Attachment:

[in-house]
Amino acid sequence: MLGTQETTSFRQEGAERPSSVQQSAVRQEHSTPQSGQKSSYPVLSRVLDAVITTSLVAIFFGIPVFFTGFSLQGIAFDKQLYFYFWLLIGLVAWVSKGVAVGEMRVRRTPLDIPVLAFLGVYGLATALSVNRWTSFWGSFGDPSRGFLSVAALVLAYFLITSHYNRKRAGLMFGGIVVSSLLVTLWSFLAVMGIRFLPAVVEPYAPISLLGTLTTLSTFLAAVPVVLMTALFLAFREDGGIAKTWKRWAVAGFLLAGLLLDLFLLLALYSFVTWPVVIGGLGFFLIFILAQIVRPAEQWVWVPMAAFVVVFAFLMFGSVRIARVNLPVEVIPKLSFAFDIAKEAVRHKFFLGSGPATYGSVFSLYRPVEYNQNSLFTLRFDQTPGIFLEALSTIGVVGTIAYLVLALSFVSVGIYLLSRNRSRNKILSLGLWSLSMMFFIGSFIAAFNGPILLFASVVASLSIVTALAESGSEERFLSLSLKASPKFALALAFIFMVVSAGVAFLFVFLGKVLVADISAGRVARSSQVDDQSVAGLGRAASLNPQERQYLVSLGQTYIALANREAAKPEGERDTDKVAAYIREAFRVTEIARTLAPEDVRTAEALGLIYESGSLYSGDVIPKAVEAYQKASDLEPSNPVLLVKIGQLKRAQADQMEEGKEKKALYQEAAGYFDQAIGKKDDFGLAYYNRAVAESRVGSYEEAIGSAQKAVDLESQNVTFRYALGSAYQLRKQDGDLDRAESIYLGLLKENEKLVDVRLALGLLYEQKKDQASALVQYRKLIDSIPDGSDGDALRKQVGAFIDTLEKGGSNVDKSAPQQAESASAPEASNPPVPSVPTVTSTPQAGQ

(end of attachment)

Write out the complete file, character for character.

[in-house]
Amino acid sequence: MLGTQETTSFRQEGAERPSSVQQSAVRQEHSTPQSGQKSSYPVLSRVLDAVITTSLVAIFFGIPVFFTGFSLQGIAFDKQLYFYFWLLIGLVAWVSKGVAVGEMRVRRTPLDIPVLAFLGVYGLATALSVNRWTSFWGSFGDPSRGFLSVAALVLAYFLITSHYNRKRAGLMFGGIVVSSLLVTLWSFLAVMGIRFLPAVVEPYAPISLLGTLTTLSTFLAAVPVVLMTALFLAFREDGGIAKTWKRWAVAGFLLAGLLLDLFLLLALYSFVTWPVVIGGLGFFLIFILAQIVRPAEQWVWVPMAAFVVVFAFLMFGSVRIARVNLPVEVIPKLSFAFDIAKEAVRHKFFLGSGPATYGSVFSLYRPVEYNQNSLFTLRFDQTPGIFLEALSTIGVVGTIAYLVLALSFVSVGIYLLSRNRSRNKILSLGLWSLSMMFFIGSFIAAFNGPILLFASVVASLSIVTALAESGSEERFLSLSLKASPKFALALAFIFMVVSAGVAFLFVFLGKVLVADISAGRVARSSQVDDQSVAGLGRAASLNPQERQYLVSLGQTYIALANREAAKPEGERDTDKVAAYIREAFRVTEIARTLAPEDVRTAEALGLIYESGSLYSGDVIPKAVEAYQKASDLEPSNPVLLVKIGQLKRAQADQMEEGKEKKALYQEAAGYFDQAIGKKDDFGLAYYNRAVAESRVGSYEEAIGSAQKAVDLESQNVTFRYALGSAYQLRKQDGDLDRAESIYLGLLKENEKLVDVRLALGLLYEQKKDQASALVQYRKLIDSIPDGSDGDALRKQVGAFIDTLEKGGSNVDKSAPQQAESASAPEASNPPVPSVPTVTSTPQAGQ